When the nonpartisan International Center on Nonviolent Conflict, which trains democracy activists, slipped into Cairo several years ago to conduct a workshop, among the papers it distributed was Mr. Sharp’s “198 Methods of Nonviolent Action,” a list of tactics that range from hunger strikes to “protest disrobing” to “disclosing identities of secret agents.”

Dalia Ziada, an Egyptian blogger and activist who attended the workshop and later organized similar sessions on her own, said trainees were active in both the Tunisia and Egypt revolts. She said that some activists translated excerpts of Mr. Sharp’s work into Arabic, and that his message of “attacking weaknesses of dictators” stuck with them. More Revolution…

198 Methods of Taking Nonviolent Action

In !ACTION CENTER! on February 18, 2011 at 7:00 am

From DR. GENE SHARP
Nonviolent Action
Thanks to Ron Epstein

[These methods were compiled by Dr. Gene Sharp and first published in his 1973 book, The Politics of Nonviolent Action, Vol. 2: The Methods of Nonviolent Action. (Boston: Porter Sargent Publishers, 1973). The book outlines each method and gives information about its historical use.]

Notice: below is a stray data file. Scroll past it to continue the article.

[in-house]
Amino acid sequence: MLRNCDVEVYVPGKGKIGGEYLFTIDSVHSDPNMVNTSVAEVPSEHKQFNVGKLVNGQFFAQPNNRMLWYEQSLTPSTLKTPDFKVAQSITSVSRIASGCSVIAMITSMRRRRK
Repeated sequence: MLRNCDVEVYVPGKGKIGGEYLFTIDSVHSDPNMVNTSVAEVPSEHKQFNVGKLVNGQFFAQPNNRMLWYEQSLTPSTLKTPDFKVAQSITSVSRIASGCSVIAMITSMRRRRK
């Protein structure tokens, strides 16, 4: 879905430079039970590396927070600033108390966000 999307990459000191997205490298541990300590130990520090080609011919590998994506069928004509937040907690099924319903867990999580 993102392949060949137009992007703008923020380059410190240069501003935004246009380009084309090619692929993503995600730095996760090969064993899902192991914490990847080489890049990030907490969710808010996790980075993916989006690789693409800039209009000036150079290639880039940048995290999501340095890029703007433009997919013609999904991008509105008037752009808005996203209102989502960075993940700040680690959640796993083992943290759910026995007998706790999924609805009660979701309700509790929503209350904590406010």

THE METHODS OF NONVIOLENT PROTEST AND PERSUASION

Formal Statements
1. Public Speeches
2. Letters of opposition or support
3. Declarations by organizations and institutions
4. Signed public statements
5. Declarations of indictment and intention
6. Group or mass petitions

Communications with a Wider Audience
7. Slogans, caricatures, and symbols
8. Banners, posters, and displayed communications
9. Leaflets, pamphlets, and books
10. Newspapers and journals
11. Records, radio, and television
12. Skywriting and earthwriting

Group Representations
13. Deputations
14. Mock awards
15. Group lobbying
16. Picketing
17. Mock elections

Symbolic Public Acts
18. Displays of flags and symbolic colors